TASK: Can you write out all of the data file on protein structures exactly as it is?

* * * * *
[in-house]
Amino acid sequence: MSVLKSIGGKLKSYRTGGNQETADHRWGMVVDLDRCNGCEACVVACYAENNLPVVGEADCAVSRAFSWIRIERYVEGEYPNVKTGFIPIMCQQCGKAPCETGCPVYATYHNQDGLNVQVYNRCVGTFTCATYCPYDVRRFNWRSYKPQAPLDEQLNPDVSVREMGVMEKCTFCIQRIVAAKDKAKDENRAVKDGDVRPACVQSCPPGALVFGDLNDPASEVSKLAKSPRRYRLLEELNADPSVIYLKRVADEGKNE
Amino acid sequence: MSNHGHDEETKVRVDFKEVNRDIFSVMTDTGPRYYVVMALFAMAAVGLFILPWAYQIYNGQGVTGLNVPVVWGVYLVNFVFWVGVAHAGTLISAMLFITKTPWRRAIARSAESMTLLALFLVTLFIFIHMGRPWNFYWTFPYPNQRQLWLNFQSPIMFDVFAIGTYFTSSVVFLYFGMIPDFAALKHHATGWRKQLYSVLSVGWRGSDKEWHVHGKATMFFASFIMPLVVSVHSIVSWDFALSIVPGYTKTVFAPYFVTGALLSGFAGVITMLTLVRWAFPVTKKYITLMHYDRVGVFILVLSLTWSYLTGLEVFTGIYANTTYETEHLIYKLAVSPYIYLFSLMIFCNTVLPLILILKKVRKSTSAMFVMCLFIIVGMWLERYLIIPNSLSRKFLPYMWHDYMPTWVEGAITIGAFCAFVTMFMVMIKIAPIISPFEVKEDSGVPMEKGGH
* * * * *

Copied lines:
[in-house]
Amino acid sequence: MSVLKSIGGKLKSYRTGGNQETADHRWGMVVDLDRCNGCEACVVACYAENNLPVVGEADCAVSRAFSWIRIERYVEGEYPNVKTGFIPIMCQQCGKAPCETGCPVYATYHNQDGLNVQVYNRCVGTFTCATYCPYDVRRFNWRSYKPQAPLDEQLNPDVSVREMGVMEKCTFCIQRIVAAKDKAKDENRAVKDGDVRPACVQSCPPGALVFGDLNDPASEVSKLAKSPRRYRLLEELNADPSVIYLKRVADEGKNE
Amino acid sequence: MSNHGHDEETKVRVDFKEVNRDIFSVMTDTGPRYYVVMALFAMAAVGLFILPWAYQIYNGQGVTGLNVPVVWGVYLVNFVFWVGVAHAGTLISAMLFITKTPWRRAIARSAESMTLLALFLVTLFIFIHMGRPWNFYWTFPYPNQRQLWLNFQSPIMFDVFAIGTYFTSSVVFLYFGMIPDFAALKHHATGWRKQLYSVLSVGWRGSDKEWHVHGKATMFFASFIMPLVVSVHSIVSWDFALSIVPGYTKTVFAPYFVTGALLSGFAGVITMLTLVRWAFPVTKKYITLMHYDRVGVFILVLSLTWSYLTGLEVFTGIYANTTYETEHLIYKLAVSPYIYLFSLMIFCNTVLPLILILKKVRKSTSAMFVMCLFIIVGMWLERYLIIPNSLSRKFLPYMWHDYMPTWVEGAITIGAFCAFVTMFMVMIKIAPIISPFEVKEDSGVPMEKGGH